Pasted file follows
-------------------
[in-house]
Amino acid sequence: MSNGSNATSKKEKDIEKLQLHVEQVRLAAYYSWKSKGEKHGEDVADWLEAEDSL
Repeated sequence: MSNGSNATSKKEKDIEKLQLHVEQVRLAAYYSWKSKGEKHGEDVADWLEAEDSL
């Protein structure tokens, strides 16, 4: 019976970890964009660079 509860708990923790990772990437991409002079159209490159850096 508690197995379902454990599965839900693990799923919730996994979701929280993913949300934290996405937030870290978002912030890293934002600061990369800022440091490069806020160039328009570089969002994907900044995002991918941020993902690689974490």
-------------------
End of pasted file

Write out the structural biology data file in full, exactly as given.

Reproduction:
[in-house]
Amino acid sequence: MSNGSNATSKKEKDIEKLQLHVEQVRLAAYYSWKSKGEKHGEDVADWLEAEDSL
Repeated sequence: MSNGSNATSKKEKDIEKLQLHVEQVRLAAYYSWKSKGEKHGEDVADWLEAEDSL
């Protein structure tokens, strides 16, 4: 019976970890964009660079 509860708990923790990772990437991409002079159209490159850096 508690197995379902454990599965839900693990799923919730996994979701929280993913949300934290996405937030870290978002912030890293934002600061990369800022440091490069806020160039328009570089969002994907900044995002991918941020993902690689974490």